Common Law Trademarks v. Federally Registered Trademarks

April 28, 2023

Defining Common Law Trademark and Federal Registered Trademark

A common law trademark refers to a trademark that is protected under the common law, rather than by statutes or regulations. Common law trademarks are typically denoted by the "™" symbol. Common law trademark rights arise from the actual use of a particular mark in commerce to indicate the source of goods or services. Common law rights are recognized as property rights in the mark. See Volkswagenwerk Aktiengellschaft v. Wheeler 814 F.2d 812 (CA1 Mass. 1987.) Thus, the one who first uses the mark in commerce in connection with a business is the first to obtain these property rights.

A federal registered trademark, on the other hand, is a trademark that has been registered with the United States Patent and Trademark Office (USPTO) and is protected under federal law. Registered trademarks are typically denoted by the "®" symbol.

Major Differences

One of the primary differences between a common law trademark and a federal registered trademark is the level of protection they provide. Federal registered trademarks provide stronger legal protection and offer several benefits, such as the ability to sue for infringement in federal court, the ability to use the "®" symbol, and the ability to obtain nationwide protection. Owning a federally registered trademark is considered prima facie evidence of the mark’s validity and the owner’s right to use the mark. See Architemps, Inc. v. Architemps, Ltd. 704 F.Supp. 39 (S.D.N.Y. 1988).  In contrast, common law trademarks only provide protection in the geographic area where they are used. Specifically, common law trademarks include “the right to prevent the subsequent use by another person of the same or similar name or mark when the business or service for which the name or mark is subsequently used is likely to cause confusion as to the origin of the business or the service.” Caesars World, Inc. v. Caesar’s Palace 490 F.Supp. 818 (D.C.N.J. 1980). This means that common law trademarks may have limited enforceability and make it more difficult to assert and defend its rights.

Another key difference is the process for obtaining each type of trademark. To obtain a federal registered trademark, a trademark application must be filed with the USPTO, which involves a comprehensive search and review process. In contrast, common law trademarks are established simply by using the mark in commerce, without the need for registration.

If a business intends to use a trademark nationwide or internationally, or if the mark is particularly valuable or distinctive, it may be advisable to register the mark with the USPTO to ensure maximum protection. However, for smaller businesses or marks with limited geographic use, a common law trademark may be the route to go with.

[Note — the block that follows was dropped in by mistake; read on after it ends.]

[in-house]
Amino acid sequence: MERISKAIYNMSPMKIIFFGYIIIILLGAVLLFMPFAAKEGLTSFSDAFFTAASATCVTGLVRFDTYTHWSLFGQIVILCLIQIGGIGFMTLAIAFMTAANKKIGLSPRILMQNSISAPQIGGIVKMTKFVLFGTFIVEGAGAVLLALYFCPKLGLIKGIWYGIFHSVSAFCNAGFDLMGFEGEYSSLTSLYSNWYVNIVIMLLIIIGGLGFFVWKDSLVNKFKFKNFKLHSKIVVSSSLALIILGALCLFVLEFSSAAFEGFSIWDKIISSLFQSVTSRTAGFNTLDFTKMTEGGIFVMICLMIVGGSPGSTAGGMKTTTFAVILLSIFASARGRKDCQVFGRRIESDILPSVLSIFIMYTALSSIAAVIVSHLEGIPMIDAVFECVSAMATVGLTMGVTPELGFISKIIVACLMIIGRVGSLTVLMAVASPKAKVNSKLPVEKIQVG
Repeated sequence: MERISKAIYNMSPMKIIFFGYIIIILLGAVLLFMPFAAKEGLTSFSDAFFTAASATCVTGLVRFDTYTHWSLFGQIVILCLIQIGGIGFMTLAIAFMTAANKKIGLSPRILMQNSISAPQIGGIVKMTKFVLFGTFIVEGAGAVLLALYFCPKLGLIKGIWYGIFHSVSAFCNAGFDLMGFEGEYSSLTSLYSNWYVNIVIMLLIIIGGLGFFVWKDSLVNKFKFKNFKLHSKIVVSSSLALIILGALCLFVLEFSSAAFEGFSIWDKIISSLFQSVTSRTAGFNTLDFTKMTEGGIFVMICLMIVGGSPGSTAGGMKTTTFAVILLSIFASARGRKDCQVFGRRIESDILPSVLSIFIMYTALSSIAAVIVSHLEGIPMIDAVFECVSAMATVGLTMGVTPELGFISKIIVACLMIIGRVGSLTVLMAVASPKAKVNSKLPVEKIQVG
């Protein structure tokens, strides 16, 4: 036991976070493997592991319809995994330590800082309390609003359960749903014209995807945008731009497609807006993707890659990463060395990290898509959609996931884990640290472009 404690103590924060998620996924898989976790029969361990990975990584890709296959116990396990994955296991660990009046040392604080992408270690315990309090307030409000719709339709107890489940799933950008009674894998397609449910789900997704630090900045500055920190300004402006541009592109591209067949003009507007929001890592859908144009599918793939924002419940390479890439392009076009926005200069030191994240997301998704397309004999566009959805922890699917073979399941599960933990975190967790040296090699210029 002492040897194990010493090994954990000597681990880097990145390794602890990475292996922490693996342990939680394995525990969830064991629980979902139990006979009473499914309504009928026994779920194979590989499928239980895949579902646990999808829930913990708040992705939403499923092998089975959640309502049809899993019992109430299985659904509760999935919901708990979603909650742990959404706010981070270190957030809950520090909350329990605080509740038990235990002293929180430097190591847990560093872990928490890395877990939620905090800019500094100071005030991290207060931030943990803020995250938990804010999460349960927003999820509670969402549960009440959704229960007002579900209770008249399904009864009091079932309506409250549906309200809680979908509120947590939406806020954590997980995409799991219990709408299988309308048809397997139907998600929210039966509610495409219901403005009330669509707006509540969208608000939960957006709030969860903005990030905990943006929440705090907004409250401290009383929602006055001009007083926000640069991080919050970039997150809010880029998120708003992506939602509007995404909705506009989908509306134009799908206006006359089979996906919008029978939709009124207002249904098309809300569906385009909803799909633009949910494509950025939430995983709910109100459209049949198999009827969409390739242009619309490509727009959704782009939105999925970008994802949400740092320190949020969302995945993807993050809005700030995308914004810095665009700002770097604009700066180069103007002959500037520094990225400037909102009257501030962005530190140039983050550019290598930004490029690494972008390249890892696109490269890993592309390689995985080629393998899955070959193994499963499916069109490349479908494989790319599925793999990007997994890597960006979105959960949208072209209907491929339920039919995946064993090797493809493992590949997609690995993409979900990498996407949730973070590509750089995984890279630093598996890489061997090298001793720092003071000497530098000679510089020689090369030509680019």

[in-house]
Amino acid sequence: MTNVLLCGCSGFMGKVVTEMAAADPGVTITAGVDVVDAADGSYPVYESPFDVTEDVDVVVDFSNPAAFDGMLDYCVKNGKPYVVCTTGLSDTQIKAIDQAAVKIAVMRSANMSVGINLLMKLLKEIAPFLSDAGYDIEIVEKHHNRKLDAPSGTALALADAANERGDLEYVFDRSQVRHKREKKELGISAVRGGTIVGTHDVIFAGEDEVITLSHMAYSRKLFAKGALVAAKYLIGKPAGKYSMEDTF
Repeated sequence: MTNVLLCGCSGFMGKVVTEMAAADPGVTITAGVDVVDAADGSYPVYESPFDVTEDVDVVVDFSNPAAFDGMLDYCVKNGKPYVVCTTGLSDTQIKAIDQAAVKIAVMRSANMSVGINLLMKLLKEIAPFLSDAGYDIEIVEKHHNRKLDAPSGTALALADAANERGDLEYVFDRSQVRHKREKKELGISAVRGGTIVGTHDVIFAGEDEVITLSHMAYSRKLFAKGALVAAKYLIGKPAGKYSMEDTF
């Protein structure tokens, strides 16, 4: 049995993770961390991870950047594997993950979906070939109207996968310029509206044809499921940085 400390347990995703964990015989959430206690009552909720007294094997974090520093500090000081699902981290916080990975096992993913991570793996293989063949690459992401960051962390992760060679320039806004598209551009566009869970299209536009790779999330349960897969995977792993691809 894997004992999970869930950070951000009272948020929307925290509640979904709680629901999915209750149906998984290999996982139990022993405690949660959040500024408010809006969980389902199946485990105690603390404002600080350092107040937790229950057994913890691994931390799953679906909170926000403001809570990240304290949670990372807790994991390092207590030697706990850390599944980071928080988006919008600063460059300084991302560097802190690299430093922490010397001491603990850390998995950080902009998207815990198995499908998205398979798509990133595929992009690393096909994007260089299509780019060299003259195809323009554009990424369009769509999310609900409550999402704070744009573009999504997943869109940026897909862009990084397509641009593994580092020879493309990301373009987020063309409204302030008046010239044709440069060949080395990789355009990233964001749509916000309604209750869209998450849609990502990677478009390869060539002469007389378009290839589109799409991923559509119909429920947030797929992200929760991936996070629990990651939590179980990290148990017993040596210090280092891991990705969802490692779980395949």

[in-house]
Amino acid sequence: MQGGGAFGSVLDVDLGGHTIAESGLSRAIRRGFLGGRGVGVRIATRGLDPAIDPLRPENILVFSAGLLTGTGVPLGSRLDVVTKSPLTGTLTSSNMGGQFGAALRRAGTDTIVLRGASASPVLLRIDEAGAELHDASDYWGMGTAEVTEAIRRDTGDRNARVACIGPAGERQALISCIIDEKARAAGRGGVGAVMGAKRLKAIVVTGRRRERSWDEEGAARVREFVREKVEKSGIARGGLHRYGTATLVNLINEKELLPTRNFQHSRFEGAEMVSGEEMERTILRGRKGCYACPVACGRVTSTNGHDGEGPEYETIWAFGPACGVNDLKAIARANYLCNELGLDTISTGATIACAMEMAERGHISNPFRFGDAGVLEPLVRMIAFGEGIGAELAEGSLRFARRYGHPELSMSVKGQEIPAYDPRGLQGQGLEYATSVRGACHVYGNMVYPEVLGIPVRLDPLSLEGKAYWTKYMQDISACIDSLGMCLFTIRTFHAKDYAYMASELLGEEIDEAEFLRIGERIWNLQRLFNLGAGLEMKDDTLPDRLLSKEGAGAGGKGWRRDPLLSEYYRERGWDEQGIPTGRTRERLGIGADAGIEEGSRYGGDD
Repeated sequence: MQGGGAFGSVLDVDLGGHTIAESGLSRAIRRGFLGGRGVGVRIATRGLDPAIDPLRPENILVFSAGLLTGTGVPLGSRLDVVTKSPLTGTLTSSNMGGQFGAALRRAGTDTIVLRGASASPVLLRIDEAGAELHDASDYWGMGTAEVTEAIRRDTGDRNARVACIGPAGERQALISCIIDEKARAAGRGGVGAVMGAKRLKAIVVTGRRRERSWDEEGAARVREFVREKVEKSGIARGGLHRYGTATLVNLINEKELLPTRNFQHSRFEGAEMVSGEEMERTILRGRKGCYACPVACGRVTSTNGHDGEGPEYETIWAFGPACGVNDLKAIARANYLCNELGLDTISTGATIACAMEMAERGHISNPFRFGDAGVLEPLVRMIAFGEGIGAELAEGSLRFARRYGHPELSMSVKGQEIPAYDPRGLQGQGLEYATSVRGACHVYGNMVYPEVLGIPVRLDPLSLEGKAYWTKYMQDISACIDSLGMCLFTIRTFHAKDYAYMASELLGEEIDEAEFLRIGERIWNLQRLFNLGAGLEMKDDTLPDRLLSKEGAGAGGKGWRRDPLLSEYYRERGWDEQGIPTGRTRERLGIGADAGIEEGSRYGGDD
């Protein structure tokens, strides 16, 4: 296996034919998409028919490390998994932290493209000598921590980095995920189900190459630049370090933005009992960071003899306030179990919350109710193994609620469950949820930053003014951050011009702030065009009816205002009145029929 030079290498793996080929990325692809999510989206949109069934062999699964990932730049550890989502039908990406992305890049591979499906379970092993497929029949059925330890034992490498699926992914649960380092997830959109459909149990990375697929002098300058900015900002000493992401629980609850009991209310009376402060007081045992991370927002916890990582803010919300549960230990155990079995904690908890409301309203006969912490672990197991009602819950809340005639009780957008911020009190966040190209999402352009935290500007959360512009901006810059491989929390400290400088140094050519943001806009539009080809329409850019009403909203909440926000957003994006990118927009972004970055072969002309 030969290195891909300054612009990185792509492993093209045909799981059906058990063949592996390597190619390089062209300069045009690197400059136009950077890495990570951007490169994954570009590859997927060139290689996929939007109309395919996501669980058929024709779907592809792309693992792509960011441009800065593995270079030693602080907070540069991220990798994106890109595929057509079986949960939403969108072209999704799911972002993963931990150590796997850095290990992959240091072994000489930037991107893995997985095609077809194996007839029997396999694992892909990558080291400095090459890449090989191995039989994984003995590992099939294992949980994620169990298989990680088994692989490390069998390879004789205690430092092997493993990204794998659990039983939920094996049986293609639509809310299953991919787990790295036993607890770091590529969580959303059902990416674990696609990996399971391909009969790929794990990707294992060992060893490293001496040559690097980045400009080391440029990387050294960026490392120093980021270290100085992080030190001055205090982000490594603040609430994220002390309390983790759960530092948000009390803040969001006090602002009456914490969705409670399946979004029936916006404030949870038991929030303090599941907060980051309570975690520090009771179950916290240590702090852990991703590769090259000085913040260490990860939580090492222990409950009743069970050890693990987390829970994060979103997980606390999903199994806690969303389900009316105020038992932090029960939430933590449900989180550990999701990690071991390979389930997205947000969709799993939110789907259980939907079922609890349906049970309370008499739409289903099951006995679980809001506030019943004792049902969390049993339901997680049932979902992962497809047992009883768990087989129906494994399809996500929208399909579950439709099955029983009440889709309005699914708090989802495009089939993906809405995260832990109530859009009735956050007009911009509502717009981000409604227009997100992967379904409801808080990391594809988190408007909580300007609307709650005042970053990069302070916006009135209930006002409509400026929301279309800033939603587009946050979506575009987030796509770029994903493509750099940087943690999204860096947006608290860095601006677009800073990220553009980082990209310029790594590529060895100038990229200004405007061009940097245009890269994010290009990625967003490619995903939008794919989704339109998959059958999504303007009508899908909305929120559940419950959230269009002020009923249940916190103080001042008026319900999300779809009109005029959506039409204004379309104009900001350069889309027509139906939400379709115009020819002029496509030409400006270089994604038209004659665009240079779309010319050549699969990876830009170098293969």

If you have questions regarding your trademark or would like to register a trademark, please contact us.

This marketing material is provided by Tyler Law, LLP for informational purposes only and is not intended to be legal advice or to create an attorney-client relationship. The information contained in this material is not guaranteed to be current or complete, and should not be relied upon as such. The material is not meant to provide any representation or warranty regarding the outcome of any legal matter. Any reliance on the information provided in this material is done at your own risk. If you require legal advice, please contact an attorney licensed to practice law in your jurisdiction. Nothing in this material shall be construed as a guarantee, warranty, or prediction regarding the outcome of any legal matter. Tyler Law, LLP is a California-based law firm authorized to practice law in California, Arizona, Oregon and Arkansas and is not licensed to practice law in any other jurisdiction.

Give Us a Call

Riverside County: (951) 600-2733

Orange County: (714) 978-2060

Northwest Arkansas: (479) 377-2059

January 30, 2024

2024 New Employment and Business Laws in California

Stay ahead in 2024 with Tyler Law, LLP's comprehensive guide on California's latest employment laws. Learn about enhanced paid sick leave, reproductive loss leave, noncompetition agreements, cannabis use protections, wage theft prevention, workplace violence prevention, anti-retaliation protections, and arbitration enforcement changes.

Read full post

November 29, 2023

Proactive Prevention: Sexual Harassment Mitigation for Employers

Delve into effective sexual harassment prevention strategies for employers. Understand the types of harassment, the role of employer liability, and the essential steps for establishing a safe, respectful, and legally compliant workplace.

Read full post

October 26, 2023

New Ownership Reporting Requirements for U.S. Companies: What You Need to Know for 2024

Stay updated on the new law for 2024 that requires U.S. LLCs and Corporations to disclose beneficial ownership information. Learn about the requirements, timelines, and potential penalties to ensure compliance.

Read full post